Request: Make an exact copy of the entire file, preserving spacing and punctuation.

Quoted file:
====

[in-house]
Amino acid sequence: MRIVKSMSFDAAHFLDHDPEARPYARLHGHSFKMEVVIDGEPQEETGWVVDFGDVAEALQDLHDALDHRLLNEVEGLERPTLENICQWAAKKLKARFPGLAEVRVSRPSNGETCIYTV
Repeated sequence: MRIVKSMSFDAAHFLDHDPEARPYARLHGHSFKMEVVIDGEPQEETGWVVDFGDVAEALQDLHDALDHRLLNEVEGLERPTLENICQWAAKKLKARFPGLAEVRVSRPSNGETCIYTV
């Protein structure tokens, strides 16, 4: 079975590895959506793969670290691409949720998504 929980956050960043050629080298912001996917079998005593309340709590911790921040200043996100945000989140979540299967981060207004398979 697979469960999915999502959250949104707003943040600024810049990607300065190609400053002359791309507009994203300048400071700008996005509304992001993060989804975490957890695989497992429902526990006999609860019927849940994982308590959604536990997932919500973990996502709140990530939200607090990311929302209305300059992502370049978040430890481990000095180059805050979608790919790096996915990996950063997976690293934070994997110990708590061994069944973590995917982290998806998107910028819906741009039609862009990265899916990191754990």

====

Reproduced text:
[in-house]
Amino acid sequence: MRIVKSMSFDAAHFLDHDPEARPYARLHGHSFKMEVVIDGEPQEETGWVVDFGDVAEALQDLHDALDHRLLNEVEGLERPTLENICQWAAKKLKARFPGLAEVRVSRPSNGETCIYTV
Repeated sequence: MRIVKSMSFDAAHFLDHDPEARPYARLHGHSFKMEVVIDGEPQEETGWVVDFGDVAEALQDLHDALDHRLLNEVEGLERPTLENICQWAAKKLKARFPGLAEVRVSRPSNGETCIYTV
């Protein structure tokens, strides 16, 4: 079975590895959506793969670290691409949720998504 929980956050960043050629080298912001996917079998005593309340709590911790921040200043996100945000989140979540299967981060207004398979 697979469960999915999502959250949104707003943040600024810049990607300065190609400053002359791309507009994203300048400071700008996005509304992001993060989804975490957890695989497992429902526990006999609860019927849940994982308590959604536990997932919500973990996502709140990530939200607090990311929302209305300059992502370049978040430890481990000095180059805050979608790919790096996915990996950063997976690293934070994997110990708590061994069944973590995917982290998806998107910028819906741009039609862009990265899916990191754990």